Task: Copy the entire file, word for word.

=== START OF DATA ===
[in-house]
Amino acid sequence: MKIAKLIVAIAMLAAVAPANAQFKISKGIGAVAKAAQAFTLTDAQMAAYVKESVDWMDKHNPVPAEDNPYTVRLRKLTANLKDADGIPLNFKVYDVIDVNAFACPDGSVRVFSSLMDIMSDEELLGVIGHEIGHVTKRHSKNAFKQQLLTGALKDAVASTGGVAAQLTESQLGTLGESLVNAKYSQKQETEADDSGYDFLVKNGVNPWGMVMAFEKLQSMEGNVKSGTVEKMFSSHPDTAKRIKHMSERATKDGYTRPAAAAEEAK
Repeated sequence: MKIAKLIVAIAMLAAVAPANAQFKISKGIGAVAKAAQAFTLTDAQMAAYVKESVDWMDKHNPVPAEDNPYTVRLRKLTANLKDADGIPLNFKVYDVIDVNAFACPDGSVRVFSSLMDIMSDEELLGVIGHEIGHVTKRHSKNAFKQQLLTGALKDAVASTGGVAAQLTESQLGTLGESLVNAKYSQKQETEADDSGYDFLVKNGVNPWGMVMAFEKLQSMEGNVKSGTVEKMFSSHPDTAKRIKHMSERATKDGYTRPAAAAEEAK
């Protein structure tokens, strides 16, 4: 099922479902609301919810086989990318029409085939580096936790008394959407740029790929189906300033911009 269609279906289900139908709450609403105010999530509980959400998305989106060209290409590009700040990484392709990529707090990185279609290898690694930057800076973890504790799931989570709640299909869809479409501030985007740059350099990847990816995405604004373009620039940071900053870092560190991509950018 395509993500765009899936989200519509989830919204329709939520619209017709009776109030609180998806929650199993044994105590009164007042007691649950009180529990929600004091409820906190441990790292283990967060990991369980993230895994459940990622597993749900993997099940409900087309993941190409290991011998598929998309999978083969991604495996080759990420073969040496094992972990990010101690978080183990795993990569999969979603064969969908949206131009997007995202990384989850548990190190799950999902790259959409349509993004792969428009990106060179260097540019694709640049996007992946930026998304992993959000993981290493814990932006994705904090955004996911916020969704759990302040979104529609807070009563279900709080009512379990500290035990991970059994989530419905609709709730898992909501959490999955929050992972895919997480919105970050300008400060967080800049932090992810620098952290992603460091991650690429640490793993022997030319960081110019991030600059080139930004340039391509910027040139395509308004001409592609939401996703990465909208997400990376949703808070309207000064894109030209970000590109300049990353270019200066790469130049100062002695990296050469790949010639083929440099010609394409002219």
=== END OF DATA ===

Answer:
[in-house]
Amino acid sequence: MKIAKLIVAIAMLAAVAPANAQFKISKGIGAVAKAAQAFTLTDAQMAAYVKESVDWMDKHNPVPAEDNPYTVRLRKLTANLKDADGIPLNFKVYDVIDVNAFACPDGSVRVFSSLMDIMSDEELLGVIGHEIGHVTKRHSKNAFKQQLLTGALKDAVASTGGVAAQLTESQLGTLGESLVNAKYSQKQETEADDSGYDFLVKNGVNPWGMVMAFEKLQSMEGNVKSGTVEKMFSSHPDTAKRIKHMSERATKDGYTRPAAAAEEAK
Repeated sequence: MKIAKLIVAIAMLAAVAPANAQFKISKGIGAVAKAAQAFTLTDAQMAAYVKESVDWMDKHNPVPAEDNPYTVRLRKLTANLKDADGIPLNFKVYDVIDVNAFACPDGSVRVFSSLMDIMSDEELLGVIGHEIGHVTKRHSKNAFKQQLLTGALKDAVASTGGVAAQLTESQLGTLGESLVNAKYSQKQETEADDSGYDFLVKNGVNPWGMVMAFEKLQSMEGNVKSGTVEKMFSSHPDTAKRIKHMSERATKDGYTRPAAAAEEAK
């Protein structure tokens, strides 16, 4: 099922479902609301919810086989990318029409085939580096936790008394959407740029790929189906300033911009 269609279906289900139908709450609403105010999530509980959400998305989106060209290409590009700040990484392709990529707090990185279609290898690694930057800076973890504790799931989570709640299909869809479409501030985007740059350099990847990816995405604004373009620039940071900053870092560190991509950018 395509993500765009899936989200519509989830919204329709939520619209017709009776109030609180998806929650199993044994105590009164007042007691649950009180529990929600004091409820906190441990790292283990967060990991369980993230895994459940990622597993749900993997099940409900087309993941190409290991011998598929998309999978083969991604495996080759990420073969040496094992972990990010101690978080183990795993990569999969979603064969969908949206131009997007995202990384989850548990190190799950999902790259959409349509993004792969428009990106060179260097540019694709640049996007992946930026998304992993959000993981290493814990932006994705904090955004996911916020969704759990302040979104529609807070009563279900709080009512379990500290035990991970059994989530419905609709709730898992909501959490999955929050992972895919997480919105970050300008400060967080800049932090992810620098952290992603460091991650690429640490793993022997030319960081110019991030600059080139930004340039391509910027040139395509308004001409592609939401996703990465909208997400990376949703808070309207000064894109030209970000590109300049990353270019200066790469130049100062002695990296050469790949010639083929440099010609394409002219």